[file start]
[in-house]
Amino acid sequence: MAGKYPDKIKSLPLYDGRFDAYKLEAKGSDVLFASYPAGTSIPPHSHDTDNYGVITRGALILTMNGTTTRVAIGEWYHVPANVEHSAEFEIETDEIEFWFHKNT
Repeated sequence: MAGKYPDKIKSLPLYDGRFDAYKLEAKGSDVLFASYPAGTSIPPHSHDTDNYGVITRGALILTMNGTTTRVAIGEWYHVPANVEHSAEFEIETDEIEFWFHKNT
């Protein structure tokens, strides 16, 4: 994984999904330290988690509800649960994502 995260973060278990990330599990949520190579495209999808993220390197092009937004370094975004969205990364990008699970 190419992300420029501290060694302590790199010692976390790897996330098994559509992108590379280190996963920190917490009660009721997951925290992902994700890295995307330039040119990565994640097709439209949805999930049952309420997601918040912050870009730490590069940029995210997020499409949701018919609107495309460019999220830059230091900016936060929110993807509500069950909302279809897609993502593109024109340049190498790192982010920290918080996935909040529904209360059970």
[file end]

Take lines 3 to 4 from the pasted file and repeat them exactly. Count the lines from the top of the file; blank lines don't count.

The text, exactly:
Repeated sequence: MAGKYPDKIKSLPLYDGRFDAYKLEAKGSDVLFASYPAGTSIPPHSHDTDNYGVITRGALILTMNGTTTRVAIGEWYHVPANVEHSAEFEIETDEIEFWFHKNT
């Protein structure tokens, strides 16, 4: 994984999904330290988690509800649960994502 995260973060278990990330599990949520190579495209999808993220390197092009937004370094975004969205990364990008699970 190419992300420029501290060694302590790199010692976390790897996330098994559509992108590379280190996963920190917490009660009721997951925290992902994700890295995307330039040119990565994640097709439209949805999930049952309420997601918040912050870009730490590069940029995210997020499409949701018919609107495309460019999220830059230091900016936060929110993807509500069950909302279809897609993502593109024109340049190498790192982010920290918080996935909040529904209360059970």